The Johnson City Chronicle gave away two free swimming tickets to two people to patronize the Sur Joi Swimming pool located near the corner of Watauga Avenue and W. Market Street. They would hide the names of the two winners among the classified ads. If you looked on page 33, second column, under “Apartments For Rent,” you will see the name, "Miss Lillian Hodges." If you look over in the fourth column, under “Houses For Sale”, you would find, "Mr. Ralph Young."
My great uncle, Fiddlin’ Charlie Bowman and His Brothers routinely played old-time music to attract customers there when it was called the Watauga Swimming Pool. I would be interested in knowing from my readers how the Sur-Joi acquired its name. I grew up during World War II in the Gardner Apartments, which overlooked this popular pool. It later became the Carver Pool.
The A&P grocery store stood for “The Great Atlantic & Pacific Tea Company.” I would love to sink my teeth into one of their advertised large, cold, ripe watermelon for 55 cents. Remember how we use to “plug” watermelons to sample them before purchasing them? That is a thing of the past; today we take “pot luck.”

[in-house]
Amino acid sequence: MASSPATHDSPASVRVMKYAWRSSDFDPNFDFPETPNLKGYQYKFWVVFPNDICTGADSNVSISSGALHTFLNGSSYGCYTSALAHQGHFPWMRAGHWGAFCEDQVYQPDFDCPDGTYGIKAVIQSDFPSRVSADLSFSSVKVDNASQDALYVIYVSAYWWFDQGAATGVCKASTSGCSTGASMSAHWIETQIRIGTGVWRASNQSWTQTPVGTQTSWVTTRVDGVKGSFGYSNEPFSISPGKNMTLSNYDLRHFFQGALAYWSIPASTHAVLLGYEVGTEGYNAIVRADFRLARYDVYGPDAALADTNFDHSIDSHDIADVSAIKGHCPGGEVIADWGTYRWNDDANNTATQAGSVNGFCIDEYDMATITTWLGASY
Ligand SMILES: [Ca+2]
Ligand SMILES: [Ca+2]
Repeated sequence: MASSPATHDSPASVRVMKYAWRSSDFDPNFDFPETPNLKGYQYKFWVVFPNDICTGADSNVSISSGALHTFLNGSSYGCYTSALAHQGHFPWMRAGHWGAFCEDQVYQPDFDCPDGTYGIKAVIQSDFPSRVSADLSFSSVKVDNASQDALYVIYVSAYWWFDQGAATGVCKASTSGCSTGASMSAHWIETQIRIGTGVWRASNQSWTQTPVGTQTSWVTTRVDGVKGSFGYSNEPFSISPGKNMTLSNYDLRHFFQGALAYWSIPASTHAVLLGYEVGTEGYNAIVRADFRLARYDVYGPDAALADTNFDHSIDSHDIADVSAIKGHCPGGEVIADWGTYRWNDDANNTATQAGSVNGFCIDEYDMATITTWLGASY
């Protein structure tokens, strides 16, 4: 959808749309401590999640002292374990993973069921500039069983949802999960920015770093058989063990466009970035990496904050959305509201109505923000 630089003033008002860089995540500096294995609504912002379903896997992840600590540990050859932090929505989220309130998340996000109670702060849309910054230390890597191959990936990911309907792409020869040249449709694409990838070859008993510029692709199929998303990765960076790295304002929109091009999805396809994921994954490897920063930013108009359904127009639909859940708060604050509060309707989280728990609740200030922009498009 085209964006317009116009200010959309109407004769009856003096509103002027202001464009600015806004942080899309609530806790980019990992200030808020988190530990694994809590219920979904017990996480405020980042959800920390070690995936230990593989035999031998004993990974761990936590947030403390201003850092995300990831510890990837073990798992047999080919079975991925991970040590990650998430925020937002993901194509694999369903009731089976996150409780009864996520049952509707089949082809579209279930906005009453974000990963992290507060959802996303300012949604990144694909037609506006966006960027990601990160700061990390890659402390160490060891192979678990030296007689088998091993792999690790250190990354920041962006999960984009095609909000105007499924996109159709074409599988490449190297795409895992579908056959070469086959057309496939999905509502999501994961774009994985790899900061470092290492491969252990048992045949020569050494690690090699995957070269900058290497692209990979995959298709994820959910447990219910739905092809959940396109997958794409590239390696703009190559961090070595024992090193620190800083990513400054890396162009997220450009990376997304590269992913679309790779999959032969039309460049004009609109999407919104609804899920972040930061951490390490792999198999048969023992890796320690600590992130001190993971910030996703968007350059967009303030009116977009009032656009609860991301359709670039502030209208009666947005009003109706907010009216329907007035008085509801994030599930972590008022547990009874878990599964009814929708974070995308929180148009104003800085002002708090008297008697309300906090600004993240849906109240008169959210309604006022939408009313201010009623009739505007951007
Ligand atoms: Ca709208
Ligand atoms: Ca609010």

As a former employee of Eastman Kodak Company, I took interest in the $.98 Hawkeye Camera which, when developed, were 2.25 by 3.25 inch black and white photos. I also remember buying two-quart hot water bottles for $.98, same price as the camera. We filled those rubber bags with water so hot that you would almost burn yourself, until they had lost enough heat to become quite cozy in bed.